I've also been reading up a lot on 10th-12th century Russian history recently.
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Hilly KCMG
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PostSubject: Re: Last Book That You Read- Non- Fiction   Sat Mar 19, 2011 3:43 am

Citizens of London, Lynne Olson
George VI, Sarah Bradford

In Spite of Myself, Christopher Plummer
The Moon's a Balloon, David Niven

all good in their particular way. Plummer's was highly entertaining.
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lalala2004
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PostSubject: Re: Last Book That You Read- Non- Fiction   Sat Mar 19, 2011 8:57 am

ambler wrote:
lalala2004 wrote:
Mein Kampf

Interesting. A book that's been constantly in print for 80+ years and yet hardly anyone admits to reading it. What did you make of it, Lala?

I certainly don't mind admitting to reading it, and I actually really enjoyed the first half. I have a fascination with these "demons of history" like Hitler, and I thought it would be interesting to read his own words. Obviously he was able to make a lot of people agree with him - He was an elected politician, after all, and the books really shows you how. It doesn't get offensive until the second half, and that's when reading it practically made me physically ill. He is also extremely repetitive, and if you have a very little knowledge of German history, some of it is going to have no meaning, despite the excellent footnotes in the edition I read. So I admittedly skimmed the last few chapters. It was really hard to get through it.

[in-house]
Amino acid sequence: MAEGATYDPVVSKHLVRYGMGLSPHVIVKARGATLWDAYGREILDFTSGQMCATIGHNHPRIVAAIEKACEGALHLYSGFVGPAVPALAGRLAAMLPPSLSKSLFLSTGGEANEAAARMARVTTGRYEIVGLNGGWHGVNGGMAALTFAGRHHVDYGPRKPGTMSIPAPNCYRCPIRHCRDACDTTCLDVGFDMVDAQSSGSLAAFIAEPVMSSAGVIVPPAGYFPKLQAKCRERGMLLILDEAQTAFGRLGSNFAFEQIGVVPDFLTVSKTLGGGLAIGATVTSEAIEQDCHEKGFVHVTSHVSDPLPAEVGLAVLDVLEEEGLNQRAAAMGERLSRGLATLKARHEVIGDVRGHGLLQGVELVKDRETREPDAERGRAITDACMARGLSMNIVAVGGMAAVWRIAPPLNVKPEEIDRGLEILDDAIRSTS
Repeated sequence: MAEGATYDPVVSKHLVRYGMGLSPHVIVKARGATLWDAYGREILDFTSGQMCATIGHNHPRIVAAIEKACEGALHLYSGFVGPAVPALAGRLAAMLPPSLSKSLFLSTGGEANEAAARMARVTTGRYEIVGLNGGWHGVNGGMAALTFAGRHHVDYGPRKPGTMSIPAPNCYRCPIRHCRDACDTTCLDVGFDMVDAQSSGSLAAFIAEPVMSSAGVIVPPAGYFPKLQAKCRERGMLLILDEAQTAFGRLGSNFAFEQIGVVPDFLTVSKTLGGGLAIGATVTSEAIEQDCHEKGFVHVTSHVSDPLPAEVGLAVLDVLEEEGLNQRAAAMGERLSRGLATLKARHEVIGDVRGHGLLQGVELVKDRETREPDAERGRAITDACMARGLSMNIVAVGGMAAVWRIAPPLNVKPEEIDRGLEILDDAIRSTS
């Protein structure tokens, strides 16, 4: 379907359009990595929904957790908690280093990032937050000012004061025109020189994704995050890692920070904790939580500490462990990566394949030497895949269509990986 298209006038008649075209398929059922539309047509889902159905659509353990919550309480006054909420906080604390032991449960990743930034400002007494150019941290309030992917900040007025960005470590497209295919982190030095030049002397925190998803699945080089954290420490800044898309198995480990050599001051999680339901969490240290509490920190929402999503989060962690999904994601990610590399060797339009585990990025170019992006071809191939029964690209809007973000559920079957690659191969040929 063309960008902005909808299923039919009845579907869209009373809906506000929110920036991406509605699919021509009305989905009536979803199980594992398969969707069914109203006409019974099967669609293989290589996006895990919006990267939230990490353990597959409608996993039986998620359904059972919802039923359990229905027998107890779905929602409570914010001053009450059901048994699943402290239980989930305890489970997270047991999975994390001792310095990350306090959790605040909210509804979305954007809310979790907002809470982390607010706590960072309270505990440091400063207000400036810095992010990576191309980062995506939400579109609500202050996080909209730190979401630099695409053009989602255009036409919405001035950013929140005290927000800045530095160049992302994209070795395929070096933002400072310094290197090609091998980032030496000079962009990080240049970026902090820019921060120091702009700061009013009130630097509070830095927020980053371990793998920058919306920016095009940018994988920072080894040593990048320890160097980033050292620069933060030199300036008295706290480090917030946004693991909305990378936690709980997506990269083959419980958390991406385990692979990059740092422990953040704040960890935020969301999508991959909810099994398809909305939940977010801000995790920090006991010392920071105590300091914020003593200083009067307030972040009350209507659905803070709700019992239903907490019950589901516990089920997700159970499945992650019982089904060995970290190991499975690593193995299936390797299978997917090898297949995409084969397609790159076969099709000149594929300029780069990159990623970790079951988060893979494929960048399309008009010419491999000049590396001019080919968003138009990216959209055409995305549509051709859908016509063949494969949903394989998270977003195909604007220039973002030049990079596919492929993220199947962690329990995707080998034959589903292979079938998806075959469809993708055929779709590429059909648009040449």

The first few chapters are actually quite quotable, and he actually says many things about history and politics that makes a lot of sense. I think that's why it's an important book to keep in print. Many doctrines may seem perfectly sound, and even individuals with the most evil of intentions can appear perfectly sane and credible. It's an important lesson to remember.
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PostSubject: Re: Last Book That You Read- Non- Fiction   Sat Mar 19, 2011 10:08 am

Mein Kampf is on my list of Important Books to Read. (I've hidden my copy under my porn.) Unfortunately the list seems to be getting longer rather than shorter.